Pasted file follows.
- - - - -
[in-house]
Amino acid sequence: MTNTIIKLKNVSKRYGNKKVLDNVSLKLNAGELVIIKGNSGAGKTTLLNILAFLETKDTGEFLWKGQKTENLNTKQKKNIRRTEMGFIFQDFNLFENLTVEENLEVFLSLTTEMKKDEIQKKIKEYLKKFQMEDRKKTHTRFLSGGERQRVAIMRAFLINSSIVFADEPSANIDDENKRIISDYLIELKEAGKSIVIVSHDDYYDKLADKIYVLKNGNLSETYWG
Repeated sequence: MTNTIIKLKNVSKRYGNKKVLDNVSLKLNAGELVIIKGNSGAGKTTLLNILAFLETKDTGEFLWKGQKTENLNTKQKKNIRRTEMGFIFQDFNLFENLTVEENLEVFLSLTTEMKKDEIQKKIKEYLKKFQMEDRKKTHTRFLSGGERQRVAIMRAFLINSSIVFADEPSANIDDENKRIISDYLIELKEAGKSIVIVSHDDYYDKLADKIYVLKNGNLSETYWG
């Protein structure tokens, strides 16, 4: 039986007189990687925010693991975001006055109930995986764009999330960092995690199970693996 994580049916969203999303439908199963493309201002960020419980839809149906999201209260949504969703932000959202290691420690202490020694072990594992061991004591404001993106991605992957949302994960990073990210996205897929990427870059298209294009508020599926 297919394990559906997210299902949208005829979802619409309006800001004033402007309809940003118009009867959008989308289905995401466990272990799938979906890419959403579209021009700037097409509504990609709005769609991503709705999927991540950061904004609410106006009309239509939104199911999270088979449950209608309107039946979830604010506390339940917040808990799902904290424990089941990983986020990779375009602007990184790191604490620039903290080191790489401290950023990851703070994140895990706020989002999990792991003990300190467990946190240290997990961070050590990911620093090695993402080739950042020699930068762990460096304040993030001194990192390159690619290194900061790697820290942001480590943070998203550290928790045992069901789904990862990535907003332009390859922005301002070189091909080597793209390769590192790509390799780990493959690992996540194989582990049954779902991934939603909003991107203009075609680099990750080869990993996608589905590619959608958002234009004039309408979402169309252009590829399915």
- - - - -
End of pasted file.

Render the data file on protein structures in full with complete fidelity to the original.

[in-house]
Amino acid sequence: MTNTIIKLKNVSKRYGNKKVLDNVSLKLNAGELVIIKGNSGAGKTTLLNILAFLETKDTGEFLWKGQKTENLNTKQKKNIRRTEMGFIFQDFNLFENLTVEENLEVFLSLTTEMKKDEIQKKIKEYLKKFQMEDRKKTHTRFLSGGERQRVAIMRAFLINSSIVFADEPSANIDDENKRIISDYLIELKEAGKSIVIVSHDDYYDKLADKIYVLKNGNLSETYWG
Repeated sequence: MTNTIIKLKNVSKRYGNKKVLDNVSLKLNAGELVIIKGNSGAGKTTLLNILAFLETKDTGEFLWKGQKTENLNTKQKKNIRRTEMGFIFQDFNLFENLTVEENLEVFLSLTTEMKKDEIQKKIKEYLKKFQMEDRKKTHTRFLSGGERQRVAIMRAFLINSSIVFADEPSANIDDENKRIISDYLIELKEAGKSIVIVSHDDYYDKLADKIYVLKNGNLSETYWG
């Protein structure tokens, strides 16, 4: 039986007189990687925010693991975001006055109930995986764009999330960092995690199970693996 994580049916969203999303439908199963493309201002960020419980839809149906999201209260949504969703932000959202290691420690202490020694072990594992061991004591404001993106991605992957949302994960990073990210996205897929990427870059298209294009508020599926 297919394990559906997210299902949208005829979802619409309006800001004033402007309809940003118009009867959008989308289905995401466990272990799938979906890419959403579209021009700037097409509504990609709005769609991503709705999927991540950061904004609410106006009309239509939104199911999270088979449950209608309107039946979830604010506390339940917040808990799902904290424990089941990983986020990779375009602007990184790191604490620039903290080191790489401290950023990851703070994140895990706020989002999990792991003990300190467990946190240290997990961070050590990911620093090695993402080739950042020699930068762990460096304040993030001194990192390159690619290194900061790697820290942001480590943070998203550290928790045992069901789904990862990535907003332009390859922005301002070189091909080597793209390769590192790509390799780990493959690992996540194989582990049954779902991934939603909003991107203009075609680099990750080869990993996608589905590619959608958002234009004039309408979402169309252009590829399915």